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socko

Guest
I agree with many prior posters about the 2 a day sessions...they are really not for anyone who is not at least an upper level optional (L10 or a really good 9) with the potential for going elite. My daughter has been a 10 and has NEVER done 2 a days and she has done well (has been to Nationals 4 X). Two a days are just so hard on the body and your potential for injury increases the more you are in the gym and with the harder tricks (i.e for Level 10/elite). That said, the original poster's daughter is only working out 12-15 hours/week so you might want to see if the number of hours per day could be increased rather than coming twice a day. Also, the fact that she is currently a sophomore Level 7 with hopes of an academic scholarship would be the deal breaker for me and she would not be homeschooled. My daughter had one coach way back when that "insisted she be homeschooled in order to succeed' and I basically told him it wasn't going to happen and we moved on from there and she DID succeed. I think many parents are willing to go with whatever a coach says because they think he/she must know what's best, but you are their best advocate so always go with what YOU think is best. It will serve you well in the long run.
 

ellabella

Member
May 26, 2008
176
The OP never said her DD would be going 40 hours a week. The gym where I live has a homeschool program is right under 30 hours a week. They only go twice a day for 3 days of the week and then they get Saturdays off. There are several girls who do it that are not high level optionals. They like being homeschooled, they like the more individual attention in the morning, etc.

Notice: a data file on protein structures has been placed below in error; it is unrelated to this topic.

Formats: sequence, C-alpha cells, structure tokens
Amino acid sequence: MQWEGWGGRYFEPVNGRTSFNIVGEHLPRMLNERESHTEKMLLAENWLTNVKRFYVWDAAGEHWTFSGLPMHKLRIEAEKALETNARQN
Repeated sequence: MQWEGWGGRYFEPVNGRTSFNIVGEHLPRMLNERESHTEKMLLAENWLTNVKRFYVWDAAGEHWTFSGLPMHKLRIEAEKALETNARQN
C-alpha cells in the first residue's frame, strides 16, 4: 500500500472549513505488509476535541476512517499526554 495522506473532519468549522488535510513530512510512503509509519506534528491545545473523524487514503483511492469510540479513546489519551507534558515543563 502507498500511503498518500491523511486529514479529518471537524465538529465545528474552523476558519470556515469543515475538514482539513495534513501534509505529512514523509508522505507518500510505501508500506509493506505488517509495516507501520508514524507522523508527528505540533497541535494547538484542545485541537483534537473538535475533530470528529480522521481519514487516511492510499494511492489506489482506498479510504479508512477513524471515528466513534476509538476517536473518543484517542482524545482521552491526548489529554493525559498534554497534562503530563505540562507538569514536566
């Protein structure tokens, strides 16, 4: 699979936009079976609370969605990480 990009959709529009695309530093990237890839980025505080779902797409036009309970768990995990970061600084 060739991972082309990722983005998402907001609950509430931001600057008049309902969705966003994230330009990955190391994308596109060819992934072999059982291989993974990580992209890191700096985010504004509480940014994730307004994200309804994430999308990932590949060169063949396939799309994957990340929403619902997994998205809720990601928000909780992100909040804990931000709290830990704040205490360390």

I think the OP should make whatever decision is best for her daughter.
 
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gym4life915

Guest
In my opinion don't homeschool. I'm a level/pre elite and I don't homeschool. I have been told that I should homeschool but I don't want to miss out on experiences like school incase I don't go elite. (I'm 13 and on the elite track) I do very well at meets and manage a 4.0 grade point average. I don't think homeschooling will really benefit her at this time. Plus, she is only a level 7, most gyms don't talk about homeschooling until higher levels like 9 or 10.
 

gym law mom

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Dec 23, 2006